Political parties prepare activists for the parliamentary elections; politicians focus on improving communication with Internet audiences
Most political organizations present in the regions aim to participate in the parliamentary campaign independently or within a coalition (centre-right (UCP, BCD, For Freedom), Social Democratic parties (BSDG, BSDP (Hramada), BPF, Tell The Truth)). Opposition leaders have successfully adopted techniques used by popular non-system politicians from Ukraine and Russia in promoting their agenda on social media. Civic and political activists in Brest are attempting to politicize the environmental protest against the construction of a battery factory.
Political parties are unlikely to nominate more candidates for the parliament than in 2016, rather less. It appears that the domestic political environment during the parliamentary campaign would be uncomfortable for the opposition, featuring increased pressure by the power block and biased reporting by the state media.
So far, only Tell The Truth has announced the nomination of 50 candidates for parliament, who would also become part of the team of a possible presidential candidate in 2020. Some opposition parties aim to collaborate within the “Right to Choose” election monitoring campaign and nominate 18 candidates from the centre-rightists, the Belarusian Popular Front, the BSDP (Hramada), trade unions and the Party of Freedom and Progress.
The Belarusian National Committee yet has not disclosed its strategy for the parliamentary campaign. That said, it largely relies on street protest activity, rather than on systemic work with voters on socio-economic and local agendas. Last week, BNC activists organized a prayer service in support for Kurapaty near the presidential administration which gathered some 10 participants.
Opposition leaders are looking for new approaches to reach out to their audiences. For instance, they are attempting to use the experience of popular politicians, bloggers and media people from Russia and Ukraine, to strengthen their positions in social media and enhance influence on the Internet audience. For example, former head of the United Civil Party Anatoly Lebedko posted online a controversial video message to President Lukashenka, which immediately became viral. The authorities are more frequently forced to respond to issues raised by the opposition and civil society on social media. In addition, the president during his annual address acknowledged that he was tracking what was happening on the Internet.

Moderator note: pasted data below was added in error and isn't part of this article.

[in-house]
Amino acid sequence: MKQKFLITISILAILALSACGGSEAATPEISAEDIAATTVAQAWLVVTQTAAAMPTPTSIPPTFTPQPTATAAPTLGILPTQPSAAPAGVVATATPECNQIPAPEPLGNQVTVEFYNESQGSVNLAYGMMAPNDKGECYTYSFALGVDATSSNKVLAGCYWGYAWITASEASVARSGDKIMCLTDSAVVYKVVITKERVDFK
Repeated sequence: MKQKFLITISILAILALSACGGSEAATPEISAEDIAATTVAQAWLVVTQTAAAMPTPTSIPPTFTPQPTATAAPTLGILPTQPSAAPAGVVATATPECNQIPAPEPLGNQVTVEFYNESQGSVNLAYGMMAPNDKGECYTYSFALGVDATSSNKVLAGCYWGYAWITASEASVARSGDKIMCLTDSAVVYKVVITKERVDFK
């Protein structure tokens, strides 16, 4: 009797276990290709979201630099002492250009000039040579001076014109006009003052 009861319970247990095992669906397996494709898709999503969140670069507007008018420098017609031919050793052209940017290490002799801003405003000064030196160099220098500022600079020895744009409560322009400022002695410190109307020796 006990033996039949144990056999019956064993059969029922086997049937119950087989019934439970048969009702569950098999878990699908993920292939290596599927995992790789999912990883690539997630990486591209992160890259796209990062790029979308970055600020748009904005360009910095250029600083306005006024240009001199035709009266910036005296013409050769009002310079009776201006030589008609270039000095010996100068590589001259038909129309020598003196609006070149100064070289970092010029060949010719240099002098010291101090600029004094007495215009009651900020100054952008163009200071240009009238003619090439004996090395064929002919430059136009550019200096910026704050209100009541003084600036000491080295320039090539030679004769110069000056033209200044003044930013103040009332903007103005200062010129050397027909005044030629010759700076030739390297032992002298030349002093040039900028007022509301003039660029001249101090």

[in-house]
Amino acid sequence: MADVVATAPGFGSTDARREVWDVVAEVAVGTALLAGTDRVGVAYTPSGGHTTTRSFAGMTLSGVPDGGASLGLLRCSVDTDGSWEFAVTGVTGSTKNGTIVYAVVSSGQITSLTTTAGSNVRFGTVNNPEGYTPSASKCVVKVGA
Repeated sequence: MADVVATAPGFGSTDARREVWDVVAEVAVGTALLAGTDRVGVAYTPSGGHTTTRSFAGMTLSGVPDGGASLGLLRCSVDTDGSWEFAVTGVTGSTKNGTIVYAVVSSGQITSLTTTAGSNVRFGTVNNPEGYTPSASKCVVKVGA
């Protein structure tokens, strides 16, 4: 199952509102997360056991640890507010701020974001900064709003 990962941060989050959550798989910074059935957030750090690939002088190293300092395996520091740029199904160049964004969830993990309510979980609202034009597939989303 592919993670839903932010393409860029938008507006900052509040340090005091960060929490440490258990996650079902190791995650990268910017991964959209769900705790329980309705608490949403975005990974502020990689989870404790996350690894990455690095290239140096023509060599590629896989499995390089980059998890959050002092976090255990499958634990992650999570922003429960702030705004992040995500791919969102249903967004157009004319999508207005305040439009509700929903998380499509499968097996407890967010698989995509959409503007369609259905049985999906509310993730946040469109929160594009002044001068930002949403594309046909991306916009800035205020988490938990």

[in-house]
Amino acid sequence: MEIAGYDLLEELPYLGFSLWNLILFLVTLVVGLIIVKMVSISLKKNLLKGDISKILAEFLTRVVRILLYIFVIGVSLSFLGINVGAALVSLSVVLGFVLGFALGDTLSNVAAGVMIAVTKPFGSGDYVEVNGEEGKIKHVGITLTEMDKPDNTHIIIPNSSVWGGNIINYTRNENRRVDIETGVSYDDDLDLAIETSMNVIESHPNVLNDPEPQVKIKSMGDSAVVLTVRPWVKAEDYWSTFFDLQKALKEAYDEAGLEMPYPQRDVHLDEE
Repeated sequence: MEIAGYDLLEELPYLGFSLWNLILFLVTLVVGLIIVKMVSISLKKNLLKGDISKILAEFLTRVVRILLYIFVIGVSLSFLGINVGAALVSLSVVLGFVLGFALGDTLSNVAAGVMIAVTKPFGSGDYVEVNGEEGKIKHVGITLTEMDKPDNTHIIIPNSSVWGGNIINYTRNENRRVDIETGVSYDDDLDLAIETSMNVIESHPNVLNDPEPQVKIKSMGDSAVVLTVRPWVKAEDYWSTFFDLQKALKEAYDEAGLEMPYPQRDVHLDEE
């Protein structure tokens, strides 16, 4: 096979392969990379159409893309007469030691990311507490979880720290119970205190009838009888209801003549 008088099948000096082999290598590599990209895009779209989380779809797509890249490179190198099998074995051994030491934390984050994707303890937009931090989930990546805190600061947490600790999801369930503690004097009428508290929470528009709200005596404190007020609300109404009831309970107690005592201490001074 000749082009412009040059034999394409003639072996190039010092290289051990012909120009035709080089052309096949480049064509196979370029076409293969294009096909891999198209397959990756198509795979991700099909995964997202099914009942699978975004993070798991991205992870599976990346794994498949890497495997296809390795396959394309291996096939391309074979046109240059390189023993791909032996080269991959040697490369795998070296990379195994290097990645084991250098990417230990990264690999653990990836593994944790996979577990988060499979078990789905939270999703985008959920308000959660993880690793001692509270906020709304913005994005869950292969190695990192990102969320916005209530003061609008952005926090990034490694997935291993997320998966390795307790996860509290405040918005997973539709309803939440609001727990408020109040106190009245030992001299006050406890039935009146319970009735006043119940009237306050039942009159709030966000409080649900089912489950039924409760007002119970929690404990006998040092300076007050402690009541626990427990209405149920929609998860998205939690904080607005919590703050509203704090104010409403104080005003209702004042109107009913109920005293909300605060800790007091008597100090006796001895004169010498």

MP Kanopatskaya continued to promote reforms and during the annual address started a polemic with President Lukashenka.
The usual ‘feeding pigeons’ action in the central square of Brest has turned into a rally and a procession with some 500 participants. Activists are attempting to politicize the environmental protest and hold the top leadership liable for the construction of hazardous production near Brest.
Overall, political parties have started early preparations for the parliamentary elections. Opposition leaders are likely to further strengthen their positions on social media, compete with traditional state media and influence the domestic agenda.
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Situation in Belarus